Royals prove wisdom by degrees

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The Independent Online
Been wondering what's the latest in-spot for a bit of Spanish royal-watching? Forget the Costa del Sol, or even the pages of Hello! It's the Georgetown University School of Foreign Service.

There's not much sunbathing done there, and even less sailing, but four members of the royal family received degrees last weekend from the Washington university - two earned, two honorary.

Crown Prince Felipe received a master of science in foreign service after completing the university's international graduate programme. So, too, did his cousin, Pavlos Glucksburg, son of the former King Constantine of Greece.

King Juan Carlos was presented with a honorary doctor of laws degree because, according to his citation, he ''has demonstrated what a king can do for his people in this democratic age'' following the death of Franco in 1975.

Queen Sofia, Constantine's sister, received an honorary degree in humane letters. "As she nurtured her own family, so too did she nurture the young Spanish democracy through its miracle of transition", her citation said.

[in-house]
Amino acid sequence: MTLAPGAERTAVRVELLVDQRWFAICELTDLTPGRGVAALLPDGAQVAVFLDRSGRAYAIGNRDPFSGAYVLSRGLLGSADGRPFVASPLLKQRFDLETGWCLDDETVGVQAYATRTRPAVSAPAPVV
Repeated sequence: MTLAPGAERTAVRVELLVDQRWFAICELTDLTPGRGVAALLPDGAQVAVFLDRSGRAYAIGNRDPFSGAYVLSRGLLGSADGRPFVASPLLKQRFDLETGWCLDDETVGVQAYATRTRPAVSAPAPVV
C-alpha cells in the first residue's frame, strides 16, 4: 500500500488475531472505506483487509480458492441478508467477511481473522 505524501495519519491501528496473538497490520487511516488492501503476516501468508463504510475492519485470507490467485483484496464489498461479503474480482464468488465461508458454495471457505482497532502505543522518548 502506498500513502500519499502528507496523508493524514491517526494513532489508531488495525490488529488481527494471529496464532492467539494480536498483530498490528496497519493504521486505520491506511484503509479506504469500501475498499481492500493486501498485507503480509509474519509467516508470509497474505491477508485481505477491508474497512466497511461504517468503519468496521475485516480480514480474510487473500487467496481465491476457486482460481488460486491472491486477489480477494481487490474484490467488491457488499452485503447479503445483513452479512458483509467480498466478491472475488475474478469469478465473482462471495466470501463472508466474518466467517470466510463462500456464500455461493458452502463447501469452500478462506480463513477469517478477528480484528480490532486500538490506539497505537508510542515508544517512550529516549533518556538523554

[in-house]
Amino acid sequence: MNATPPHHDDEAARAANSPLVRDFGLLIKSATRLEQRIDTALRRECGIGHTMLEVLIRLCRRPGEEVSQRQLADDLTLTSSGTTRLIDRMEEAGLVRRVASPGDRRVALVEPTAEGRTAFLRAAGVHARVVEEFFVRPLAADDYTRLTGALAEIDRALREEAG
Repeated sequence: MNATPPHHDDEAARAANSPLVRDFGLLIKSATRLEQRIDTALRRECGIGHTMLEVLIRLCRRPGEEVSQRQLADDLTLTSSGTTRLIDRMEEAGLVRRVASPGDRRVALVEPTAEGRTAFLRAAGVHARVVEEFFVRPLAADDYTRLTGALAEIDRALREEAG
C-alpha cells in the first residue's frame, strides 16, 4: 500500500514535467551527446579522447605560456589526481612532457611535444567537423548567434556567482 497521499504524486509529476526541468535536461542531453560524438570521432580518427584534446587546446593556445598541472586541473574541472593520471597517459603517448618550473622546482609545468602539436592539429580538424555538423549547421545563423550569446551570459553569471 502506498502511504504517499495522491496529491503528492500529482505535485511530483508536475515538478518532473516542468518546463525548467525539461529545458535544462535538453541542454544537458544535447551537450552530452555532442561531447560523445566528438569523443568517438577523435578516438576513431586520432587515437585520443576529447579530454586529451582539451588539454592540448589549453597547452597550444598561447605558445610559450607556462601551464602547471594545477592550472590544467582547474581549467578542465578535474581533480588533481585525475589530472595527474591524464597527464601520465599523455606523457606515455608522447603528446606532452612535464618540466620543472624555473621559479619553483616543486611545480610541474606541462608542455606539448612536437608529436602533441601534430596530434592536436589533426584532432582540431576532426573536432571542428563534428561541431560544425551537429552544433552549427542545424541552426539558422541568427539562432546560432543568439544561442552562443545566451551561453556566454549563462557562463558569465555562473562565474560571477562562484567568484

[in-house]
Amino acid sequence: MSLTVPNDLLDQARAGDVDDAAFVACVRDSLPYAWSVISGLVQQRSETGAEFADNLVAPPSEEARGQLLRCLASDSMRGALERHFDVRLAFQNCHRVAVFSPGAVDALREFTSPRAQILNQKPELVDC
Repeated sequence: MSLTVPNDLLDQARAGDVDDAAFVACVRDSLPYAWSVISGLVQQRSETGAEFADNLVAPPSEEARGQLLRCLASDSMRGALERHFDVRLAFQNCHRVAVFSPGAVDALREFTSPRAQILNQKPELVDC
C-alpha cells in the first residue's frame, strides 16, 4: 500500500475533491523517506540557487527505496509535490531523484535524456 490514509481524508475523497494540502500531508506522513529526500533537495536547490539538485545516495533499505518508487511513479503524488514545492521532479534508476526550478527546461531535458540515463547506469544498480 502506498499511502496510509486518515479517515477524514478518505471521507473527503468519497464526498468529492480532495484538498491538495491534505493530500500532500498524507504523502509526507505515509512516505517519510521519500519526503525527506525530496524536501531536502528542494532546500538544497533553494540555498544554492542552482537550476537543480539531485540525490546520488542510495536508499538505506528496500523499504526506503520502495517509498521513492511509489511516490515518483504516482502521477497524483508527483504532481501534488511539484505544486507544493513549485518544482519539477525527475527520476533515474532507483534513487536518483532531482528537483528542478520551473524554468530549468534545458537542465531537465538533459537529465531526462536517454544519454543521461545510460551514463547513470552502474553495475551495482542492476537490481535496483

Where's the justice when a rock star can't even get arrested? Jimmy Page, Led Zeppelin's legendary founder, discovered that breaking the ban on in-flight smoking just isn't enough these days.

On a flight from San Francisco to Portland, Oregon, for a recent concert, Page locked himself in a toilet and lit a cigarette. The alarm sounded and the flight crew notified the authorities in Portland. A police report said the intoxicated rocker tried to persuade officers to arrest him, admitted to smoking and acknowledged he knew it was not allowed. But going to jail just isn't an option under the smoking ban. Page could still be fined up to $1,000 (around pounds 620) if he is prosecuted after the Federal Aviation Administration investigates further.


Abdel Halim Ramadan's 72nd birthday party was supposed to have been special. Invitations were sent to President Hosni Mubarak and other VIPs to join the festivities. None of the big names turned up, though, after the Cairo lawyer, known for his legal actions against Egyptian presidents, failed to gain a court order to force the President to attend.

Mr Mubarak says he's no party animal, and can't even reply to the dozens of invitations he receives every day. "If I accepted all the invitations I would be the president of parties," said the President.


He's had Helmut Kohl in the front of his Swatchmobile. Nicolas Hayek, creator of the ubiquitous Swatch watch - and now the Swatchmobile - says his tiny car is actually quite roomy and cites as proof photographs of himself riding in one with the hefty German Chancellor.

After newspaper assertions that the Swatchmobile, to be produced by Mercedes- Benz, is too small for a driver and a passenger, Mr Hayek whipped out photos of Mr Kohl riding in the vehicle on a visit to the Hayek estate in Switzerland.

"Here is Chancellor Kohl in the passenger's seat and me driving, and Kohl is not a small guy," Mr Hayek said. No word on how the big, tall guy enjoyed the ride, though.